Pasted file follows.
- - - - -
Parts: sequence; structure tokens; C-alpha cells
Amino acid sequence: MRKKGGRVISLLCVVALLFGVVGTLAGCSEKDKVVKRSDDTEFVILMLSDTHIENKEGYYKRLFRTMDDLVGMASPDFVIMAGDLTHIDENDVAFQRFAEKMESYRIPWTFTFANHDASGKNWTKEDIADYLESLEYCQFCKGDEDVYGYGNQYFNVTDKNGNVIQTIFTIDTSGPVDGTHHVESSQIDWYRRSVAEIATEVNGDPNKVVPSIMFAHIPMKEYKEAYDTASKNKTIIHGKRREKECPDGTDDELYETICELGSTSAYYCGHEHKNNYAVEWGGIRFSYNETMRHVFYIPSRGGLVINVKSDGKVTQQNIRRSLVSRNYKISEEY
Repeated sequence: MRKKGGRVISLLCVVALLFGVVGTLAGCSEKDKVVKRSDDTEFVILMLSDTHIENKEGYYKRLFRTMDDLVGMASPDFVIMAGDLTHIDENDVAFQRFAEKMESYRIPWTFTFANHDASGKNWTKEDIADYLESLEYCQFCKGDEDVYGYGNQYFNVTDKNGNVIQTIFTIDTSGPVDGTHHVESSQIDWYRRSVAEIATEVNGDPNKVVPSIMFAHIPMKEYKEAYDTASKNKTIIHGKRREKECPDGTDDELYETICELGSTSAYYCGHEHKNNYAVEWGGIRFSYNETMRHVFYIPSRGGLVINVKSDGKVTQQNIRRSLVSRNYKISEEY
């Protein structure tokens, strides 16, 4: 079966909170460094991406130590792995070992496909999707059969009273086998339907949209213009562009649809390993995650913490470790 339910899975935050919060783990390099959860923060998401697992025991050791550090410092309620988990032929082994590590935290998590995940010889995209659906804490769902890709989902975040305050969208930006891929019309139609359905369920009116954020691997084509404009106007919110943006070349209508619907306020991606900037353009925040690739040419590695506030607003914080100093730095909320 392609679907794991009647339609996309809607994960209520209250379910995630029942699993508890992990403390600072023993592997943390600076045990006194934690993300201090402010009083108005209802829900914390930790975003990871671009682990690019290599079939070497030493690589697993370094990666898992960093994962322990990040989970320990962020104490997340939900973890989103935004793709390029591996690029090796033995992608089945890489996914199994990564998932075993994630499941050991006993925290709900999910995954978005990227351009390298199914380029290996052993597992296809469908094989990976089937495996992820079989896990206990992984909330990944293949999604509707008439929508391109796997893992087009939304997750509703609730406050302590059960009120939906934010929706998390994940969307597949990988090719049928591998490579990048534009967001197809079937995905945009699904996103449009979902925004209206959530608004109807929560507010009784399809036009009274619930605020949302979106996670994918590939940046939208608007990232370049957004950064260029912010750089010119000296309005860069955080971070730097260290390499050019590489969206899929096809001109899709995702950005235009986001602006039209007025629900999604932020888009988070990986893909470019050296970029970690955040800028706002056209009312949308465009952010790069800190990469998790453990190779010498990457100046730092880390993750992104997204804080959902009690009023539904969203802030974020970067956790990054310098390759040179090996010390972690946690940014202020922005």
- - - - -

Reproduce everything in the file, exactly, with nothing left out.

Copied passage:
Parts: sequence; structure tokens; C-alpha cells
Amino acid sequence: MRKKGGRVISLLCVVALLFGVVGTLAGCSEKDKVVKRSDDTEFVILMLSDTHIENKEGYYKRLFRTMDDLVGMASPDFVIMAGDLTHIDENDVAFQRFAEKMESYRIPWTFTFANHDASGKNWTKEDIADYLESLEYCQFCKGDEDVYGYGNQYFNVTDKNGNVIQTIFTIDTSGPVDGTHHVESSQIDWYRRSVAEIATEVNGDPNKVVPSIMFAHIPMKEYKEAYDTASKNKTIIHGKRREKECPDGTDDELYETICELGSTSAYYCGHEHKNNYAVEWGGIRFSYNETMRHVFYIPSRGGLVINVKSDGKVTQQNIRRSLVSRNYKISEEY
Repeated sequence: MRKKGGRVISLLCVVALLFGVVGTLAGCSEKDKVVKRSDDTEFVILMLSDTHIENKEGYYKRLFRTMDDLVGMASPDFVIMAGDLTHIDENDVAFQRFAEKMESYRIPWTFTFANHDASGKNWTKEDIADYLESLEYCQFCKGDEDVYGYGNQYFNVTDKNGNVIQTIFTIDTSGPVDGTHHVESSQIDWYRRSVAEIATEVNGDPNKVVPSIMFAHIPMKEYKEAYDTASKNKTIIHGKRREKECPDGTDDELYETICELGSTSAYYCGHEHKNNYAVEWGGIRFSYNETMRHVFYIPSRGGLVINVKSDGKVTQQNIRRSLVSRNYKISEEY
């Protein structure tokens, strides 16, 4: 079966909170460094991406130590792995070992496909999707059969009273086998339907949209213009562009649809390993995650913490470790 339910899975935050919060783990390099959860923060998401697992025991050791550090410092309620988990032929082994590590935290998590995940010889995209659906804490769902890709989902975040305050969208930006891929019309139609359905369920009116954020691997084509404009106007919110943006070349209508619907306020991606900037353009925040690739040419590695506030607003914080100093730095909320 392609679907794991009647339609996309809607994960209520209250379910995630029942699993508890992990403390600072023993592997943390600076045990006194934690993300201090402010009083108005209802829900914390930790975003990871671009682990690019290599079939070497030493690589697993370094990666898992960093994962322990990040989970320990962020104490997340939900973890989103935004793709390029591996690029090796033995992608089945890489996914199994990564998932075993994630499941050991006993925290709900999910995954978005990227351009390298199914380029290996052993597992296809469908094989990976089937495996992820079989896990206990992984909330990944293949999604509707008439929508391109796997893992087009939304997750509703609730406050302590059960009120939906934010929706998390994940969307597949990988090719049928591998490579990048534009967001197809079937995905945009699904996103449009979902925004209206959530608004109807929560507010009784399809036009009274619930605020949302979106996670994918590939940046939208608007990232370049957004950064260029912010750089010119000296309005860069955080971070730097260290390499050019590489969206899929096809001109899709995702950005235009986001602006039209007025629900999604932020888009988070990986893909470019050296970029970690955040800028706002056209009312949308465009952010790069800190990469998790453990190779010498990457100046730092880390993750992104997204804080959902009690009023539904969203802030974020970067956790990054310098390759040179090996010390972690946690940014202020922005």